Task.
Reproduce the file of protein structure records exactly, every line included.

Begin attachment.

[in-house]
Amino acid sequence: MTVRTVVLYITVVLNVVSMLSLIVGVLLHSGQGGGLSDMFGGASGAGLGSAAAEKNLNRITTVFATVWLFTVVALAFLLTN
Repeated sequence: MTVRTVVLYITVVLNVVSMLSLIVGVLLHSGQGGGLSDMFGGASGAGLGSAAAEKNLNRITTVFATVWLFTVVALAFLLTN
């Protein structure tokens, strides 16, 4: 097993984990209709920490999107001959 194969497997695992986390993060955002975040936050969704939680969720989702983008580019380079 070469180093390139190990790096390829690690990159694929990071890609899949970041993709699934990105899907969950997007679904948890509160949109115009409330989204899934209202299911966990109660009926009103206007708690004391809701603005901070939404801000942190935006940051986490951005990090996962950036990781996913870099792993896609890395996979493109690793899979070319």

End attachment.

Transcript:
[in-house]
Amino acid sequence: MTVRTVVLYITVVLNVVSMLSLIVGVLLHSGQGGGLSDMFGGASGAGLGSAAAEKNLNRITTVFATVWLFTVVALAFLLTN
Repeated sequence: MTVRTVVLYITVVLNVVSMLSLIVGVLLHSGQGGGLSDMFGGASGAGLGSAAAEKNLNRITTVFATVWLFTVVALAFLLTN
């Protein structure tokens, strides 16, 4: 097993984990209709920490999107001959 194969497997695992986390993060955002975040936050969704939680969720989702983008580019380079 070469180093390139190990790096390829690690990159694929990071890609899949970041993709699934990105899907969950997007679904948890509160949109115009409330989204899934209202299911966990109660009926009103206007708690004391809701603005901070939404801000942190935006940051986490951005990090996962950036990781996913870099792993896609890395996979493109690793899979070319």